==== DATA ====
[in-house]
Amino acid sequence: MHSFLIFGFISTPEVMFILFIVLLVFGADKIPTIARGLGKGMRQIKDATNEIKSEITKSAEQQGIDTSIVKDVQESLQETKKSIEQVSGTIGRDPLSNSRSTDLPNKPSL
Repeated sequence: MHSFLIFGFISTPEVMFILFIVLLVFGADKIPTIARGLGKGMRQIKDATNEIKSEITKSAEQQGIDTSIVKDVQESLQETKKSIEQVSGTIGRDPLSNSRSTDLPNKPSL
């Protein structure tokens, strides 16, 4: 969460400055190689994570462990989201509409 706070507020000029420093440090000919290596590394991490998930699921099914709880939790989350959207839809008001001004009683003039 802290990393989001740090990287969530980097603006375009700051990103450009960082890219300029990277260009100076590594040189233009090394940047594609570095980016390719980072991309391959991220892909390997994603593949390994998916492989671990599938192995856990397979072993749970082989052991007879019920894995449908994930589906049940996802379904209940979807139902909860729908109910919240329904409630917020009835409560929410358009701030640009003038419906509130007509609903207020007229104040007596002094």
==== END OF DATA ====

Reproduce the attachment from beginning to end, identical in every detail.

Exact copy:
[in-house]
Amino acid sequence: MHSFLIFGFISTPEVMFILFIVLLVFGADKIPTIARGLGKGMRQIKDATNEIKSEITKSAEQQGIDTSIVKDVQESLQETKKSIEQVSGTIGRDPLSNSRSTDLPNKPSL
Repeated sequence: MHSFLIFGFISTPEVMFILFIVLLVFGADKIPTIARGLGKGMRQIKDATNEIKSEITKSAEQQGIDTSIVKDVQESLQETKKSIEQVSGTIGRDPLSNSRSTDLPNKPSL
């Protein structure tokens, strides 16, 4: 969460400055190689994570462990989201509409 706070507020000029420093440090000919290596590394991490998930699921099914709880939790989350959207839809008001001004009683003039 802290990393989001740090990287969530980097603006375009700051990103450009960082890219300029990277260009100076590594040189233009090394940047594609570095980016390719980072991309391959991220892909390997994603593949390994998916492989671990599938192995856990397979072993749970082989052991007879019920894995449908994930589906049940996802379904209940979807139902909860729908109910919240329904409630917020009835409560929410358009701030640009003038419906509130007509609903207020007229104040007596002094």